In some personality disorders, such as narcissistic personality disorder, violence may occur in the so-called “malignant narcissism” and may be implemented with absolute coldness: the other becomes a dehumanized object and may be annihilated because of envy, resentment or narcissistic rage, to feel more confident about their strength and power. In antisocial personality disorder, violence is an instrumental means to gain an advantage or to avenge wrongs and in a psychopathic type may become a predatory conduct aimed at the other’s death. The paranoid personality disorder is characterized by suspicion, mistrust and prejudices: the passage to the act may have occurred because of environmental stress or psychotic slips (Fornari, 2015).

In borderline personality disorder, finally, the implementation of violent behavior is an impulsive behavior caused by a difficulty in regulating emotions (ie violent action may be committed without thinking in the throes of an emotional storm).

As regards the best treatment, it’s based on specific prescriptions like antidepressants, anxiolytic drugs, mood stabilizer and/or neuroleptics. For personality disorders it is very useful to associate a focused on the discomfort psychotherapy with the prescription. Scientific research, in fact, validate the effectiveness of cognitive behavioral therapy in personality disorders.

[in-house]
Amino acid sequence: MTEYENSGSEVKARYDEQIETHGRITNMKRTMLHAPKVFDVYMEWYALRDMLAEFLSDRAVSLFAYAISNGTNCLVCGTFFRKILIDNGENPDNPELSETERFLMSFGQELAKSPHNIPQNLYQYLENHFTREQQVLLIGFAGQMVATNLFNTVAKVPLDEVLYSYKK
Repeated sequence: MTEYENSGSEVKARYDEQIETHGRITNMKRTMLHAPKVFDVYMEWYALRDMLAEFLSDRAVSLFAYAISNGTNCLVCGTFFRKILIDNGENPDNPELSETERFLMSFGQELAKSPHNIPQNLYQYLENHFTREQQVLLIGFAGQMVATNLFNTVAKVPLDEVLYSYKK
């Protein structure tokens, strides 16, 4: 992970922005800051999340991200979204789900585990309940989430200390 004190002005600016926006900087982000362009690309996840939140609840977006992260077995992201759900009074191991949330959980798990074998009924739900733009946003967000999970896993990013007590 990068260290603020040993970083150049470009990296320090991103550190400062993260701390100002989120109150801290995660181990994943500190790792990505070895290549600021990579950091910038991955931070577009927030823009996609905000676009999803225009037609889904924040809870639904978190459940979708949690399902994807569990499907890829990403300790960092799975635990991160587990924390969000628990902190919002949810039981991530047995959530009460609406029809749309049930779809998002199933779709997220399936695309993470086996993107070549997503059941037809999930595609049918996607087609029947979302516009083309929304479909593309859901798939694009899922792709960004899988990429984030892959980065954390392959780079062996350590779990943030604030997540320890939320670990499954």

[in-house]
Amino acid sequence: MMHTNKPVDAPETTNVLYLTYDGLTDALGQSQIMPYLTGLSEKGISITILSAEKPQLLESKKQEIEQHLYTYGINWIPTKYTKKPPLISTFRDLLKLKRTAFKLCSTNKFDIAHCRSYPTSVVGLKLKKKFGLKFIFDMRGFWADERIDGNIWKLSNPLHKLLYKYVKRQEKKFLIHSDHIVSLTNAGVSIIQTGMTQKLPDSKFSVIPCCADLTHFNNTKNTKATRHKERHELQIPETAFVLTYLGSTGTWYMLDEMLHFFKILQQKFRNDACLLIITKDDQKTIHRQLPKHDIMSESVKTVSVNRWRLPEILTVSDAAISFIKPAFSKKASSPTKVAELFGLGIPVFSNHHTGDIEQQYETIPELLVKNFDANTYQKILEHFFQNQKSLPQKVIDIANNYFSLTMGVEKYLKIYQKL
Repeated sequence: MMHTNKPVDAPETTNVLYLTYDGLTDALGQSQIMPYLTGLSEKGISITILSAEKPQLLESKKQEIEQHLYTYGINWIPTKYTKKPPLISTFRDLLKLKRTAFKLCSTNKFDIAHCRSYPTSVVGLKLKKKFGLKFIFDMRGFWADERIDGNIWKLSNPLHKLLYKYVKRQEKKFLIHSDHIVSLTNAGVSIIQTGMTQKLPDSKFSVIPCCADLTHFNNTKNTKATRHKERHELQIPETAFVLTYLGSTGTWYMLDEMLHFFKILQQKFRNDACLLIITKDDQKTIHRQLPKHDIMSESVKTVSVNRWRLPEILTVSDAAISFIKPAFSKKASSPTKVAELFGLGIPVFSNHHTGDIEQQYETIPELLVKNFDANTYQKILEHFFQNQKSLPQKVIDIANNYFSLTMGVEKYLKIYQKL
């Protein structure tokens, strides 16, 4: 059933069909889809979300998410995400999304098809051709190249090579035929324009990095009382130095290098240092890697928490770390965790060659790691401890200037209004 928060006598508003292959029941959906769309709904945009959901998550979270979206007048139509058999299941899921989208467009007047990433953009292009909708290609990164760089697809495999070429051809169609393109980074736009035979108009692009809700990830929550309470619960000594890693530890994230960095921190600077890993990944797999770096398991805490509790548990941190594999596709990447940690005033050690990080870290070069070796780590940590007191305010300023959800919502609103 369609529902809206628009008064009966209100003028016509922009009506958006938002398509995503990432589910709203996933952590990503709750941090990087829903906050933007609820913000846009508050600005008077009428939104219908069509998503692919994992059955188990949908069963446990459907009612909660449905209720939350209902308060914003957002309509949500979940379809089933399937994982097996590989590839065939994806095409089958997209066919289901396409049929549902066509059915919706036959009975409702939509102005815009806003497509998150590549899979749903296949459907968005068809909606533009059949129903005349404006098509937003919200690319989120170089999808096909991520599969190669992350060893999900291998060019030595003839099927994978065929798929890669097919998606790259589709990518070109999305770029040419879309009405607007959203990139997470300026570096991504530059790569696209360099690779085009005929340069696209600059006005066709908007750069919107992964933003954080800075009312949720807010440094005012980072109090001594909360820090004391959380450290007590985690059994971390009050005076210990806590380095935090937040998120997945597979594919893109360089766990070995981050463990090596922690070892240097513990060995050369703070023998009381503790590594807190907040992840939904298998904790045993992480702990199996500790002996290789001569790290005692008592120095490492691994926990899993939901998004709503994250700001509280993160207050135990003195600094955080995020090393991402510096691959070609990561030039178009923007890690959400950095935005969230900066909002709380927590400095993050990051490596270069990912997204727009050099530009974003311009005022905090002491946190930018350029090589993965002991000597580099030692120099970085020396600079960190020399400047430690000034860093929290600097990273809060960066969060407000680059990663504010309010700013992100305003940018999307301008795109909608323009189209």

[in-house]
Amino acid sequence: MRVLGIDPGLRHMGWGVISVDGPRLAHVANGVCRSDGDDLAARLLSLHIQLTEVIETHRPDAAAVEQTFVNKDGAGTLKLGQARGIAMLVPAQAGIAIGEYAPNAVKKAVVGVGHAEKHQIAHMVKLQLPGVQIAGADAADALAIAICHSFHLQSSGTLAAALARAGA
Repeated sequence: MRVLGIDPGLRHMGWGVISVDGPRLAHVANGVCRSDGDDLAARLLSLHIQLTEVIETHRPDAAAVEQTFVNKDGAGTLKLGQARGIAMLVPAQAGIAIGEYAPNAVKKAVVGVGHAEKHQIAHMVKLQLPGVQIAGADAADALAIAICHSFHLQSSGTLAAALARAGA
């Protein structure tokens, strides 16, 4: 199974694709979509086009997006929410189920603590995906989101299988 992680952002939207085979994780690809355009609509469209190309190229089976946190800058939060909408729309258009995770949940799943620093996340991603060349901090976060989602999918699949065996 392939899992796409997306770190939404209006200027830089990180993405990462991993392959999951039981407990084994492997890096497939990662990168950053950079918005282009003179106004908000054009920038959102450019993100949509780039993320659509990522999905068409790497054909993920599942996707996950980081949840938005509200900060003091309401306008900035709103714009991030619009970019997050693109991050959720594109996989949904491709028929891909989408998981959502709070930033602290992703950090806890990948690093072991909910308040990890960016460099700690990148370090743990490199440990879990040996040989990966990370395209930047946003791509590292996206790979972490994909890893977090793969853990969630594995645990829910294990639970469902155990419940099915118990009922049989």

References:

Fornari U (2015). Trattato di psichiatria forense. Sesta edizione. Utet giuridica.

Stewart DE et al (2016). New Developments in Intimate Partner Violence and Management of Its Mental Health Sequelae. Curr Psychiatry Rep. 18(1): 4.

Tiziana Corteccioni

About Tiziana Corteccioni

Tiziana Corteccioni

MD, Specialist in Psychiatry, Psychotherapist, Cognitive behavioral therapist.